This is definitely something to think about. The story of Purim where the name of HaShem is never mentioned illustrates the idea that we only see the Providence of G-d in our lives by looking backwards, but we must continue to live our lives forward. This takes courage for we must transcend the moment in order to get a bird’s eye view, one that will enable us to see the connecting thread…the thread that binds all of the fragments of our individual journeys together…what is hidden is then gradually revealed, but all in HaShem’s perfect timing!

The story of Purim is a lesson in emunah, in faith. In the Kabbalistic commentary on the Book of Eichah or Lamentations, Bochim and The Crying Voice, we find these incredibly encouraging words that we need to let sink deeply into our hearts, “Everything, no matter how seemingly bad, has the ability to turn around.”

Like Queen Ester, we each have our “megillah” complete with our own set of fears and challenges, yet within those fears and challenges, we have a G-d given purpose, one that may at times appear hidden, but one that in time will be revealed and one that belongs solely to us. Our individual purposes may not appear on the surface to be as grandiose as that of Queen Ester, but nevertheless, we can learn from her and the story presented here in the Megillah because we are often not aware of the significance that our seemingly small part will play into His grand scheme of things.
Purim, says Rabbi Jacobson is “the celebration of our inner child” It is a day of what he calls “joyous abandon,” a day we are to celebrate “ad de lo yado” which means to be joyous until you reach a place beyond the doors of perception.” Joy/simcha is contagious! On Purim we wear masks, dress up in costumes listen to the Megillah, dance and sing and participate in a Purim festivity meal, send food gifts to friends, and give charity to the needy. (Ester 9:26)

All these things are for the purpose of bringing forth joy from our own hearts and spreading it to others…and inherent in the joy we find strength (Nehemiah 8:10 )
May HaShem give you the strength to see your inner child, the strength to access that inner joy, and to celebrate knowing that His Presence is always with you! It is as if He is saying, “I am here now in your present circumstance as I have been all along, and I will always be here for you…not just when the sea splits, or when My presence overwhelms you, but when you choose to see me.”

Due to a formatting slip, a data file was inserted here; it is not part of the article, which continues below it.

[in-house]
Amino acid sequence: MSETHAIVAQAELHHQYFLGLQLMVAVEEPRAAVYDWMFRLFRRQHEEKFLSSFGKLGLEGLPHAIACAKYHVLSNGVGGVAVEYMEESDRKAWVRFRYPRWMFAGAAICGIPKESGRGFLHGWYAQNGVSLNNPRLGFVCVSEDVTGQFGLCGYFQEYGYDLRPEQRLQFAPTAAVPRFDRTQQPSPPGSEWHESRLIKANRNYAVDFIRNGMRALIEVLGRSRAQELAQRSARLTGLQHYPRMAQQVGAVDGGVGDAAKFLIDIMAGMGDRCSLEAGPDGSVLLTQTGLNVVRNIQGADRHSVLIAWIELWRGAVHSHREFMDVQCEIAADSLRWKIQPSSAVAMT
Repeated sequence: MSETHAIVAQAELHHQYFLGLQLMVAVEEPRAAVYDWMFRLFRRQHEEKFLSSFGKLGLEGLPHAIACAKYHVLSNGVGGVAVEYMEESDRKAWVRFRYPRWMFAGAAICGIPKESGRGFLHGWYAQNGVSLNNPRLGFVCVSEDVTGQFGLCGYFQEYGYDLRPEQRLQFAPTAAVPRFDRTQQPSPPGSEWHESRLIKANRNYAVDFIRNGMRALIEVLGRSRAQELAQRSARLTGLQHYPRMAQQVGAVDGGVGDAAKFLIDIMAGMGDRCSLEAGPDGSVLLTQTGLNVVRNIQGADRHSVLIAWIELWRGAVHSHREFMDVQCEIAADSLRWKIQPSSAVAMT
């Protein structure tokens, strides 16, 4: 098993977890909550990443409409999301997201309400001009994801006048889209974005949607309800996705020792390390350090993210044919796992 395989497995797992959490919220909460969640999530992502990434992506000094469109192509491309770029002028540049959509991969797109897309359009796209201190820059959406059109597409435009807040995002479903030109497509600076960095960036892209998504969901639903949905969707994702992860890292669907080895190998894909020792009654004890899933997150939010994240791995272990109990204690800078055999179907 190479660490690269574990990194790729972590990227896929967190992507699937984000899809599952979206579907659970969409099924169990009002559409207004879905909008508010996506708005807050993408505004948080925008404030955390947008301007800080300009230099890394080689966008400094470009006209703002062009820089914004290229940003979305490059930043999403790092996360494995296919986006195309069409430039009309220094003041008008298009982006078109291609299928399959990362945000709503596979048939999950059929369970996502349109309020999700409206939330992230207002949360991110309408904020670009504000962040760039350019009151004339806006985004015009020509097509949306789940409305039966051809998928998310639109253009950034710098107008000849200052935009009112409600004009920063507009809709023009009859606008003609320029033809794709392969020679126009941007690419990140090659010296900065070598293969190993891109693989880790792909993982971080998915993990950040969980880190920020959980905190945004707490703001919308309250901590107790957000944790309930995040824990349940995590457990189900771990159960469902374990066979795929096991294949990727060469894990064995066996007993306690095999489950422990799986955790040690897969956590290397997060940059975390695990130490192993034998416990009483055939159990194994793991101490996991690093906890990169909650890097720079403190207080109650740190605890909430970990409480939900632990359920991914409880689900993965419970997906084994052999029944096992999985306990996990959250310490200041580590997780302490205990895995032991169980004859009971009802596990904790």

So open your eyes and choose to see Him every day! Go into the secret place, into the chambers of your heart, enter into the Torah, enter into the serenity and the joy of feasting and loving friends and family…enter into the JOY of PURIM and release those hidden sparks that lie just beneath the surface!
In the Jewish faith, it is traditional at the end of every Shabbat to participate in the Havdalah service. During this service, we recite these verses from the Megillah, “The Jews had light and gladness and joy and honor” (Ester 8:16). So may it be for us! 

The story of Purim is universal! In each generation as the Amalek/Haman prototype rears his ugly head, “the hand against the throne,” (Exodus 17:16). We must take courage and go forth in strength and courage and joy like Queen Ester and take hold of that more powerful Hand…the Yad Tova, the Good Hand of HaShem, for it is His Hand that will be victorious!

We will see that same Yad Tova emerge as we enter the next month, the month of Aviv or Nisan!


by Elisheva Tavor aka Betty Tabor Givin

Betty Tabor Givin (who is known by her Hebrew pen name as Elisheva Tavor) is a lifelong teacher. After having retired from her teaching career of several decades in the public and private school sector, she turned her full attention to religious education. She is an ordained teacher and long-time board member for United Israel World Union. Her popular teachings demonstrate the depth and beauty of her Jewish faith. Her articles have been featured in various publications and on the web. She is a regular contributor to Netiv Center for Torah Study and the United Israel Bulletin and is presently writing a book entitled, Hidden Sparks Beneath the Surface.